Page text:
Isolated pockets of 5-9 inches Sunday for the central Cascades with 2 more storms on the horizon for the PNW. Further east decent snow totals are possible in Idaho, Montana, Wyoming, Utah, and eventually Colorado by midweek. Very cold temps migrate to warm by late next week. Some decent totals are possible for the Northern Rockies by midweek. The last week of December may get active again. 


Timing is a bit slower for the PNW on Sunday morning with very little new snow noted on automated telemetry. The models still show a band of moderate snow forming, especially for the Central Cascades of Washington for storm skiing on Sunday (Hit Stevens, Alp, or Snoqualmie). Stevens may end up with 4-8 inches by late Sunday evening if the PSCZ sets up (Cold westerly flow). Watch the webcams and make quick decisions to chase for late Sunday or early Monday. Bottom Line: Not a big storm, but if the band of snow sets up over the passes (Highway 2 or 90) with cold temps things can get decent quickly. Stage and be prepared to chase Sunday or Monday. 

Below: Total moisture through late Sunday evening favoring the central or northern Cascade range of Washington with roughly 1/2 of moisture noted near Stevens Pass or the I-90 corridor. This is a narrow band of snow that hopefully sets up with westerly flow (Puget Sound Convergence) and is a bit hard to predict with certainty. The best hope is 4-8 inches by late Sunday evening. Some light snow is also noted for Northern Idaho near Selkirk Powder Guides. 


The PNW   will be the most active for the upcoming week with another moderate storm due for Tuesday AM to PM,   and a larger swath of moisture due Thursday-Friday. Originally the models showed warm air overtaking the very cold temps in place currently. Models show a trend for the colder temps to hang on through at least Thursday for the western Cascades and certainly further east. It will warm considerably for the Seattle metro area by mid to late week. Most of the snow this week for the PNW will favor Washington State with less noted in Canada until the final push mid to late week (Western Canada might score some moderate numbers versus the interior of BC late week).

Bottom Line PNW: Moderate storm isolated to the Highway 2 region or I-90 Sunday. Increasing moderate to perhaps heavy snowfall Tuesday mid-morning to Wednesday. The final push of moderate or heavy snow is possible for Thursday/Friday. Warming towards the end of the week with some hope that cold air stays trapped over the mountains (Seattle will warm into the upper 40s or 50 by late week after sea level snow early to midweek). Central and northern Cascades will outperform the southern areas, however, by mid to late week snow will also be falling as far south as the Northern Oregon Cascades albeit in lighter amounts.


The chases from the PNW look to favor the central panhandle of Idaho extending south into the Tetons and perhaps the Wasatch by Wednesday. Steady light snow is likely for the Tetons from Tuesday to Thursday peaking early Wednesday morning with 2-3 day totals in the 7-14 inch range. The models have come into better agreement showing some moderate amounts for the Wasatch range especially Wednesday/Thursday (5-11 as an early guess). There might not be a single 12-hour double-digit event but sum totals could be decent. Higher amounts are likely further north in Wyoming.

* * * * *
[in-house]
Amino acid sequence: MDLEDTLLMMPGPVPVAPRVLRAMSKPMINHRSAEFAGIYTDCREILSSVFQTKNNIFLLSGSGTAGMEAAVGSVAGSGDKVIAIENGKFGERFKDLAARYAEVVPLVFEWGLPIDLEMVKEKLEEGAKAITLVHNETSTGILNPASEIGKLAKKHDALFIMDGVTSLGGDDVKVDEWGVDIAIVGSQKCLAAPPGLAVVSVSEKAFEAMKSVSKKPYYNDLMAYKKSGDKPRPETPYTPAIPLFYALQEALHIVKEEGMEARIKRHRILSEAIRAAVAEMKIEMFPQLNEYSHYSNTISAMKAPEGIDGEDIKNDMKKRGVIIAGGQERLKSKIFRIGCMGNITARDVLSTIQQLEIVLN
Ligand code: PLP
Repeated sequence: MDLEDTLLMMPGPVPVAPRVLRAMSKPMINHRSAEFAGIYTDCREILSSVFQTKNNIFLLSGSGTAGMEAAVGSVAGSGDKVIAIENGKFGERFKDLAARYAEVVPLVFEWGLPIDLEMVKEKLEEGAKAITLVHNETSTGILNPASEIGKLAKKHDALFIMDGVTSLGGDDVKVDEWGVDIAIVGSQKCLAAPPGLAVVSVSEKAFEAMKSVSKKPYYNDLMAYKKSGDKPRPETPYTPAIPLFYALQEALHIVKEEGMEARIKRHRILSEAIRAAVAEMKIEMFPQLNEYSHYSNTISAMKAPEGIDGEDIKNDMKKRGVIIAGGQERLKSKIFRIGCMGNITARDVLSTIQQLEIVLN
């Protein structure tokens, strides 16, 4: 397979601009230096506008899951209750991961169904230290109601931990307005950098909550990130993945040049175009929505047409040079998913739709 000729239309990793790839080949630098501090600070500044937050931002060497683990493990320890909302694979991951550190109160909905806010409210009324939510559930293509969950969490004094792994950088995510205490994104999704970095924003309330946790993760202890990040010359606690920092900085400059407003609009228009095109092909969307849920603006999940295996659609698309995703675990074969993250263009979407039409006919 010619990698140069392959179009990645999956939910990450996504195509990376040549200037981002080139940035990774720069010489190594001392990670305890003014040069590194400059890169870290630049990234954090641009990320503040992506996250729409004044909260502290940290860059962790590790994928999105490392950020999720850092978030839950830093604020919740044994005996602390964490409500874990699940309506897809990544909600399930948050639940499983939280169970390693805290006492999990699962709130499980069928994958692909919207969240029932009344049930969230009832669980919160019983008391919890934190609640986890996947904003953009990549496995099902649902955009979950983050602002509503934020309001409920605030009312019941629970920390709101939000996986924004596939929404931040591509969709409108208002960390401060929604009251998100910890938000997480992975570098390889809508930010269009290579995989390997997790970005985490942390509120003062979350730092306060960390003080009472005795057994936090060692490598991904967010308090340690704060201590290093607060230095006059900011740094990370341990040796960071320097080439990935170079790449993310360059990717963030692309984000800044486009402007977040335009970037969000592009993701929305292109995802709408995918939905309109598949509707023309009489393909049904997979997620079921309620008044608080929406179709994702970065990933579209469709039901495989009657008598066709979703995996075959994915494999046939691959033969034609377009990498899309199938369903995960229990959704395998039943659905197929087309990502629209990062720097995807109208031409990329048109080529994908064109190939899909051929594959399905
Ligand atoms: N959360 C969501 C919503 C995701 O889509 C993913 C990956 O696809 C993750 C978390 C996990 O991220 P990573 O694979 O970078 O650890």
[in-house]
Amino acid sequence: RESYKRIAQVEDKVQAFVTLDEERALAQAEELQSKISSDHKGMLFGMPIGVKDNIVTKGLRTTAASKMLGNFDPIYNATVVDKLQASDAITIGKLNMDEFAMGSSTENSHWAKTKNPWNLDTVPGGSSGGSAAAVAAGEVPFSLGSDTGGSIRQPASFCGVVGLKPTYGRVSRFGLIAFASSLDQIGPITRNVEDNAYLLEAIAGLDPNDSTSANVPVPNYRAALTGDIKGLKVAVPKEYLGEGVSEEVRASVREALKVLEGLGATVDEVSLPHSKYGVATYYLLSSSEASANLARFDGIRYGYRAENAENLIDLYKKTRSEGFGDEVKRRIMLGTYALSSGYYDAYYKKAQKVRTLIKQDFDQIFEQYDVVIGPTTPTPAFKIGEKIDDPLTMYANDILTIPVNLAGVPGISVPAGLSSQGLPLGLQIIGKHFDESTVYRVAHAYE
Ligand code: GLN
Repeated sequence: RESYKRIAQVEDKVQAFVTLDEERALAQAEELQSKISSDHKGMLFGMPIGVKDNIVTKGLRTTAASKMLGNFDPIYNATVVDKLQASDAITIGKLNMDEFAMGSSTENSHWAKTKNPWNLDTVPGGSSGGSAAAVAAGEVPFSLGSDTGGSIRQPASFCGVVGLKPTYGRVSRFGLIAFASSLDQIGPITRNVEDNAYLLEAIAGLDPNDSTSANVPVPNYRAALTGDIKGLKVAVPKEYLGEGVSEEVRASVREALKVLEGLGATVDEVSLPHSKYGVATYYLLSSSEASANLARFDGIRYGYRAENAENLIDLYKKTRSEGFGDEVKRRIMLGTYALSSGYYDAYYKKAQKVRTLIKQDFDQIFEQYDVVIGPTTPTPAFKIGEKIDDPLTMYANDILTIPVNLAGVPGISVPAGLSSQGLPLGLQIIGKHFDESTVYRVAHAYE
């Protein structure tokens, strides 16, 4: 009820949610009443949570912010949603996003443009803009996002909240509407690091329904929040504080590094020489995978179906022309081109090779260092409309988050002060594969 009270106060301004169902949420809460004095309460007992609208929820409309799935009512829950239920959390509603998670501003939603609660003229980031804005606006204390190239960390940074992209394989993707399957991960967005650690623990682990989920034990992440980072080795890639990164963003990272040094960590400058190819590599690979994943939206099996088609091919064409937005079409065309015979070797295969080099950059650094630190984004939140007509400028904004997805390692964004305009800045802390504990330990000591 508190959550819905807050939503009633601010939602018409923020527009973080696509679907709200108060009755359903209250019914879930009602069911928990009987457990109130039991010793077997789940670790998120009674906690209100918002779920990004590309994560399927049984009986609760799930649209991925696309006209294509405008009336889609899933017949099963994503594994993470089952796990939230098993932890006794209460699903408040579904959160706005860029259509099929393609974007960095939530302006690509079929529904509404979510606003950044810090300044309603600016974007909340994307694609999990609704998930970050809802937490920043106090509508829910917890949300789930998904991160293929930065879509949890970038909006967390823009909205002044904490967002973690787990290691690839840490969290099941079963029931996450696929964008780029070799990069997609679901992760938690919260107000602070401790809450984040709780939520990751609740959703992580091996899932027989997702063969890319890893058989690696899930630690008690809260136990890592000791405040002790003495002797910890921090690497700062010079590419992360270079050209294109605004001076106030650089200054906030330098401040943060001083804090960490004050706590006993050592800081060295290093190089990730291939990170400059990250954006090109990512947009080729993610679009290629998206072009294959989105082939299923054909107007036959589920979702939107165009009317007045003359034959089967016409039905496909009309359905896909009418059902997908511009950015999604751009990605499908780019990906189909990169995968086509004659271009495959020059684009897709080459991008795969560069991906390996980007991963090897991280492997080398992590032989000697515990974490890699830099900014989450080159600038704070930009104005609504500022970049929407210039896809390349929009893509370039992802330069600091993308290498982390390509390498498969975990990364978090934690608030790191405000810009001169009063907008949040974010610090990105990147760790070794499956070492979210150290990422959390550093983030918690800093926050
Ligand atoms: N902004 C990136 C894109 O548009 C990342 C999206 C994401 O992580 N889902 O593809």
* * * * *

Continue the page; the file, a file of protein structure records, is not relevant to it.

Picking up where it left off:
Below: By late Wednesday precipitation amounts have increased (Totals from Sunday to Wednesday 12-22) with 1.5-2 inches of moisture noted for much of the central regions of the Cascades. The central panhandle of Idaho and even areas near Missoula (MT Snowbowl) or east (Discovery) could also score some decent amounts. You can see some decent amounts noted in the Tetons as well that mainly fall from Tuesday to Wednesday PM. 


Below: You can see a strong cold front slamming into southern Montana and Wyoming on Wednesday morning and reaching Utah late in the day. This might enhance snow ratios and totals along and behind the cold front. Temps are at 10K feet in Celsius and are notably much colder in the northern tier. These are some of the coldest temps we have seen this winter. 


Below: A warm front moves in by Thursday midday for Utah and reaches Wyoming by evening into Friday. This will decrease snow quality with such a sharp rise in temps by late next week (Look for increasing avalanche concerns). We are going from extreme cold to warm in a short period of time. 


Snow develops over Colorado beginning on Wednesday morning and continues into Thursday morning. Currently, the best ride times are likely late Wednesday or early Thursday. This storm seems to favor a wide area of the northern and central mountains with moderate amounts. We are a bit far out for pinpointing exact amounts but expect some pow for your midweek period. Further south, less snow is noted. A wide range of areas grabs pow, I-70 or north might be winners. 

Below: Total precipitation for the west from Sunday, December 18 through Thursday morning December 22. The highest amounts are in the northern PNW, Northern Idaho, eastern Montana, western Wyoming, Wasatch, and northern Colorado. Unfortunately, the Sierra and southern areas of the west are going to be skimmed. 



For XMAS with low confidence, it's possible some snow falls for the interior of BC. New England might score powder for December 23 into XMAS Eve morning.

The long-term models are starting to show an increased chance of low pressure for the west in the final week of December. Being that far out I don't have much confidence, however, currently, things look promising for the final days of December. 

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